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Denver Average Home Price Tops $725K for First Time Ever

This three-bedroom, two-bathroom, 1,959-square-foot home at 2527 Gaylord Street is listed at $729,900, slightly above the new average price for a detached home in metro Denver. Its price was dropped $10,000 on June 30.
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This three-bedroom, two-bathroom, 1,959-square-foot home at 2527 Gaylord Street is listed at $729,900, slightly above the new average price for a detached home in metro Denver. Its price was dropped $10,000 on June 30.
The word from real estate insiders is that the local housing market is finally beginning to moderate after a year-plus of crazy price hikes — and the latest data from the Denver Metro Association of Realtors suggests the potential for prices starting to plateau. But the bottom line is still eye-popping: The average price for a detached home in the metro area set yet another new record last month, exceeding $725,000 for the first time ever.

Moreover, the price jump was actually higher than the one recorded a month earlier.

The cost spikes in metro Denver have largely been driven by demand outstripping supply. But the number of new listings for detached homes in June, the most recent month for which data is available, actually exceeded the May total: 5,663 to 4,543. The number of active listings at the end of June (2,137) was also higher than at the end of May(1,336), hinting that the advantage held by sellers over buyers may be narrowing.

At the same time, however, the number of sales that closed in June (4,370) easily topped the May amount (3,917). Pending sales at the end of June were also higher: 4,776, compared to 4,625 at the end of May.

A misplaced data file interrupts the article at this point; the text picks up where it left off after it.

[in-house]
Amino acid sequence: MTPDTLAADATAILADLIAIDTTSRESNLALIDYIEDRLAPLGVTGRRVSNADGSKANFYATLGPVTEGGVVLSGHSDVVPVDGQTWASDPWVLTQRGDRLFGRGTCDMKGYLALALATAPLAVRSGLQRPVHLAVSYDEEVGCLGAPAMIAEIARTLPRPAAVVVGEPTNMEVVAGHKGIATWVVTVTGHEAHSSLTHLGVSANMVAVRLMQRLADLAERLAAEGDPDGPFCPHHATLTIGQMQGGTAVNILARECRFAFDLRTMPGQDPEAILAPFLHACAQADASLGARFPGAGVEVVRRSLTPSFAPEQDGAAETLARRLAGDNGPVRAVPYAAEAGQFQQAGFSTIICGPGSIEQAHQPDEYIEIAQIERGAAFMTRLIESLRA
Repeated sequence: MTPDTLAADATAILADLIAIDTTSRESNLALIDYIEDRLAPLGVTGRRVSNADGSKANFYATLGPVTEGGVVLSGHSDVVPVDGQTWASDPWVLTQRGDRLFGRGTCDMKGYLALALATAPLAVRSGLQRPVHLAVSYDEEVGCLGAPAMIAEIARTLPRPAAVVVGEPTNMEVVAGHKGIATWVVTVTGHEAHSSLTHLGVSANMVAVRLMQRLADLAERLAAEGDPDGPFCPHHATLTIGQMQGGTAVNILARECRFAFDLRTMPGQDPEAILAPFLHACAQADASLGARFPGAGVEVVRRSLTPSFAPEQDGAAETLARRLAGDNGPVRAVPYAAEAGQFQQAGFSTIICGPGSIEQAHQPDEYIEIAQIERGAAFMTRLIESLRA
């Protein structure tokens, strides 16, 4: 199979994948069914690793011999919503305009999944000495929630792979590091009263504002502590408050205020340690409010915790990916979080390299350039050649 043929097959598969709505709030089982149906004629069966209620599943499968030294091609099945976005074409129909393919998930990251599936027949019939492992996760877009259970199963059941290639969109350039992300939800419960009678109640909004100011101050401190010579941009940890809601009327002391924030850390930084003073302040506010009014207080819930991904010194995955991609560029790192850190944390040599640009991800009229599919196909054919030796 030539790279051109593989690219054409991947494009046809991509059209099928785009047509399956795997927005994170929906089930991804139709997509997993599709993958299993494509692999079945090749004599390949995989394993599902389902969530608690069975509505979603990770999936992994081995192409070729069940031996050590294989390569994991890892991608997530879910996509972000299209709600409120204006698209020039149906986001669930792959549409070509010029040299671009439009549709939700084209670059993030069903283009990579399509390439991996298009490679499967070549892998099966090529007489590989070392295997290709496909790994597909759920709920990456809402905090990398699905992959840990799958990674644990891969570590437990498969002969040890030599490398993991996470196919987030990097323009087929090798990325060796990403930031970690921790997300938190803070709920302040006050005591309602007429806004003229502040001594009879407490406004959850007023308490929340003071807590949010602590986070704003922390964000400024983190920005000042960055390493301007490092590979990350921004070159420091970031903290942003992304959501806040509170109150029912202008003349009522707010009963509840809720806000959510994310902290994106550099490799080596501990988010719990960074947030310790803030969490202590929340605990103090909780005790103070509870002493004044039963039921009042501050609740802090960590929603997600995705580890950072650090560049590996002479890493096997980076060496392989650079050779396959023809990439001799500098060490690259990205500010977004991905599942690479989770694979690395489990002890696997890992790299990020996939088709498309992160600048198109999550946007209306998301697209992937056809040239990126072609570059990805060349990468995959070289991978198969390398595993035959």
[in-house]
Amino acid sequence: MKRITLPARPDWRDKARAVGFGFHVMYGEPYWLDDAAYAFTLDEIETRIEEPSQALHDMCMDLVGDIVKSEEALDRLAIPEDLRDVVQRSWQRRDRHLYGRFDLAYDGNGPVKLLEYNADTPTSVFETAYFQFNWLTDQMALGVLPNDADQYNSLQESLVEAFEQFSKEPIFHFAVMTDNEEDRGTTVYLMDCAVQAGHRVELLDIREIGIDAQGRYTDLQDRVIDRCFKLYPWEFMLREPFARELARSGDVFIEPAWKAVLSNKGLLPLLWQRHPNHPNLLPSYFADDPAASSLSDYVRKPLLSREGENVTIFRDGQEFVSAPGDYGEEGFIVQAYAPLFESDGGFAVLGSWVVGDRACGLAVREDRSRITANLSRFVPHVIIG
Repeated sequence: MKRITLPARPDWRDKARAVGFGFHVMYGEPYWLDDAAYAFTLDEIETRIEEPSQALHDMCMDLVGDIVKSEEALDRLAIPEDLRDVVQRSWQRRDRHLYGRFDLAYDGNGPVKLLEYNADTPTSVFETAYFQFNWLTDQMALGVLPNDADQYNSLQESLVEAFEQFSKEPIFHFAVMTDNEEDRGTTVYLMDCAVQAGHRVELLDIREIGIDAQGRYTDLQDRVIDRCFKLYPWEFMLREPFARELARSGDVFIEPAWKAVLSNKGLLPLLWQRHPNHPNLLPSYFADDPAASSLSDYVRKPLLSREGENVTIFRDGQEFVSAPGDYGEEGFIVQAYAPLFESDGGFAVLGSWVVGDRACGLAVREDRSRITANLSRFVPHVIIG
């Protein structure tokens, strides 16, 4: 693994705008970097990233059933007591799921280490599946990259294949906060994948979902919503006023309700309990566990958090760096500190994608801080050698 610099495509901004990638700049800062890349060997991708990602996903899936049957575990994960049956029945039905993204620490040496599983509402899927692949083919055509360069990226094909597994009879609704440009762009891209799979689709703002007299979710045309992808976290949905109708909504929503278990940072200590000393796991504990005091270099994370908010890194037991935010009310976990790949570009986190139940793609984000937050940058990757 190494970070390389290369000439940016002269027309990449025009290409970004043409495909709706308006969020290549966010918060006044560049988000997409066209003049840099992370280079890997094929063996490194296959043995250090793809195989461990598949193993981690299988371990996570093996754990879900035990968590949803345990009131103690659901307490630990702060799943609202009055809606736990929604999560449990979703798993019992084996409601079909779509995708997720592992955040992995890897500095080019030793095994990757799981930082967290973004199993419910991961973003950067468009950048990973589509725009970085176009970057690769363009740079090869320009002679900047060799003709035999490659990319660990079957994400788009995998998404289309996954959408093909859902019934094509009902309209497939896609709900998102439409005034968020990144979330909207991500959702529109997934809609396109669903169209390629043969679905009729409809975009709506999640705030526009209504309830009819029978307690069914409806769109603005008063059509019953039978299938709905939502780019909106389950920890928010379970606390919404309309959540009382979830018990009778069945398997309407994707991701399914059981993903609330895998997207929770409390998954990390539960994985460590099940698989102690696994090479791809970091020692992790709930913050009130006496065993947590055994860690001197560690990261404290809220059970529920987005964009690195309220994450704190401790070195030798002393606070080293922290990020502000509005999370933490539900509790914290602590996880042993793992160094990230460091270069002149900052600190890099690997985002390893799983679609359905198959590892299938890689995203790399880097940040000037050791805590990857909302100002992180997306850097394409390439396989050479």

A graphic from the DMAR report, which runs from the start of 2008 to April 2021, puts these factors in historic perspective. The yellow line corresponds to active listings at the end of each month, while the blue line shows sales that closed over the same periods:

The average closed price for a detached house in June was $728,385, a 4.14 percent bump over the May mark of $699,410 (which has been adjusted slightly downward from the originally reported threshold of $700,559). And that figure represents a gulp-inducing 30.38 percent leap from June 2020.

The dynamic is similar when home sales are analyzed by their median price — the precise price midpoint of properties for sale in Denver. In May, that number was $592,200 (also recalibrated from the $595,000 cited in DMAR's last report); at the end of June, the median number landed at $600,000, representing a 1.32 percent increase over May and a 25 percent jump from the previous year.

The vast majority of detached homes in metro Denver are still going fast. The median gap between listing and sale in June was just four days, the same as in both April and May, and just over half of the seven days that were typical twelve months earlier. The June closing price average was 105.96 percent of the asking amount — the exact same percentage as in May, demonstrating that that list price remains a starting point in most cases.

In a statement about the June report, Andrew Abrams, chair of the DMAR market trends committee, accentuates the positive. "For the first time in what feels like a long time, buyers have to compete with less competition, and therefore, the extreme bidding wars have drastically decreased," he says. But while the number of homes for sale climbed from May to June, he notes, "We are still at less than one-third of the total inventory compared to 2019 at this time."

And that means bargains are very few and far between.

Click to read the Denver Metro Association of Realtors' July 2021 market trends report.